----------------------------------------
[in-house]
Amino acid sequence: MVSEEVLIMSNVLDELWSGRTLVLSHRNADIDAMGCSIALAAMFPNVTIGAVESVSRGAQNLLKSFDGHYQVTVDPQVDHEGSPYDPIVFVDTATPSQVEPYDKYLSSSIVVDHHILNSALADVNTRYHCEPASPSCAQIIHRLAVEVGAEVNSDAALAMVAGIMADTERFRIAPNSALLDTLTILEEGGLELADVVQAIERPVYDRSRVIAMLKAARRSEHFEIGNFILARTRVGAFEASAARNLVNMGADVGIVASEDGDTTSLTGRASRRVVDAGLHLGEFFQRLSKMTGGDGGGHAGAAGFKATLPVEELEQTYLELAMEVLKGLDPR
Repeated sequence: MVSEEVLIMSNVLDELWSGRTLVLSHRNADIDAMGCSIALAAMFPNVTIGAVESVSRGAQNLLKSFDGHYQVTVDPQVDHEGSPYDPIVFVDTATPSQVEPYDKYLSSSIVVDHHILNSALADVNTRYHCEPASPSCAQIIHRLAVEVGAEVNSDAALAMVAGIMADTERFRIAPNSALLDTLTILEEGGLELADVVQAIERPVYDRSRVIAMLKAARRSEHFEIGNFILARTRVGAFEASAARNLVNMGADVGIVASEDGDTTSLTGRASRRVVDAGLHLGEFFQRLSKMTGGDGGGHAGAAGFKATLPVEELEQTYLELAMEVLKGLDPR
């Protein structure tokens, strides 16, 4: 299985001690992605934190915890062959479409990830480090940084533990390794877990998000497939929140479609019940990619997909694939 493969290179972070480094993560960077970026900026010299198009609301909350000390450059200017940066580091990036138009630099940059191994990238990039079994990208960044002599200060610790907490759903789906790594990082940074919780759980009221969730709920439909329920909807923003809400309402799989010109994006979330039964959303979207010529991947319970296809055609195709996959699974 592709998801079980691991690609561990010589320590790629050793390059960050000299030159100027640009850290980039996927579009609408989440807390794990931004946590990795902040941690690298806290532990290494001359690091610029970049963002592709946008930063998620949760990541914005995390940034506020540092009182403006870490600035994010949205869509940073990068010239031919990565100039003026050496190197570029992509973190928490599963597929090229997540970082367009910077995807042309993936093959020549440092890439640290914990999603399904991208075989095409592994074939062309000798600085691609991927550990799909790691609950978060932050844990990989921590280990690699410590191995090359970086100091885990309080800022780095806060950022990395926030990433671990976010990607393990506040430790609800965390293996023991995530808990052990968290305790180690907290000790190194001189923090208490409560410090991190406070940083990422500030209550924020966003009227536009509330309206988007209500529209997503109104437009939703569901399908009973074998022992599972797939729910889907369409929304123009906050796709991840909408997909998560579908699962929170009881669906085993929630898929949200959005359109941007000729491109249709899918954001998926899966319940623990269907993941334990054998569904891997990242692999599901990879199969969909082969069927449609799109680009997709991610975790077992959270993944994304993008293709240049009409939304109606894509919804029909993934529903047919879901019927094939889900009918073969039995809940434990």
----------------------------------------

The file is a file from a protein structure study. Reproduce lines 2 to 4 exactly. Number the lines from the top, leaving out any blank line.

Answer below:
Amino acid sequence: MVSEEVLIMSNVLDELWSGRTLVLSHRNADIDAMGCSIALAAMFPNVTIGAVESVSRGAQNLLKSFDGHYQVTVDPQVDHEGSPYDPIVFVDTATPSQVEPYDKYLSSSIVVDHHILNSALADVNTRYHCEPASPSCAQIIHRLAVEVGAEVNSDAALAMVAGIMADTERFRIAPNSALLDTLTILEEGGLELADVVQAIERPVYDRSRVIAMLKAARRSEHFEIGNFILARTRVGAFEASAARNLVNMGADVGIVASEDGDTTSLTGRASRRVVDAGLHLGEFFQRLSKMTGGDGGGHAGAAGFKATLPVEELEQTYLELAMEVLKGLDPR
Repeated sequence: MVSEEVLIMSNVLDELWSGRTLVLSHRNADIDAMGCSIALAAMFPNVTIGAVESVSRGAQNLLKSFDGHYQVTVDPQVDHEGSPYDPIVFVDTATPSQVEPYDKYLSSSIVVDHHILNSALADVNTRYHCEPASPSCAQIIHRLAVEVGAEVNSDAALAMVAGIMADTERFRIAPNSALLDTLTILEEGGLELADVVQAIERPVYDRSRVIAMLKAARRSEHFEIGNFILARTRVGAFEASAARNLVNMGADVGIVASEDGDTTSLTGRASRRVVDAGLHLGEFFQRLSKMTGGDGGGHAGAAGFKATLPVEELEQTYLELAMEVLKGLDPR
């Protein structure tokens, strides 16, 4: 299985001690992605934190915890062959479409990830480090940084533990390794877990998000497939929140479609019940990619997909694939 493969290179972070480094993560960077970026900026010299198009609301909350000390450059200017940066580091990036138009630099940059191994990238990039079994990208960044002599200060610790907490759903789906790594990082940074919780759980009221969730709920439909329920909807923003809400309402799989010109994006979330039964959303979207010529991947319970296809055609195709996959699974 592709998801079980691991690609561990010589320590790629050793390059960050000299030159100027640009850290980039996927579009609408989440807390794990931004946590990795902040941690690298806290532990290494001359690091610029970049963002592709946008930063998620949760990541914005995390940034506020540092009182403006870490600035994010949205869509940073990068010239031919990565100039003026050496190197570029992509973190928490599963597929090229997540970082367009910077995807042309993936093959020549440092890439640290914990999603399904991208075989095409592994074939062309000798600085691609991927550990799909790691609950978060932050844990990989921590280990690699410590191995090359970086100091885990309080800022780095806060950022990395926030990433671990976010990607393990506040430790609800965390293996023991995530808990052990968290305790180690907290000790190194001189923090208490409560410090991190406070940083990422500030209550924020966003009227536009509330309206988007209500529209997503109104437009939703569901399908009973074998022992599972797939729910889907369409929304123009906050796709991840909408997909998560579908699962929170009881669906085993929630898929949200959005359109941007000729491109249709899918954001998926899966319940623990269907993941334990054998569904891997990242692999599901990879199969969909082969069927449609799109680009997709991610975790077992959270993944994304993008293709240049009409939304109606894509919804029909993934529903047919879901019927094939889900009918073969039995809940434990």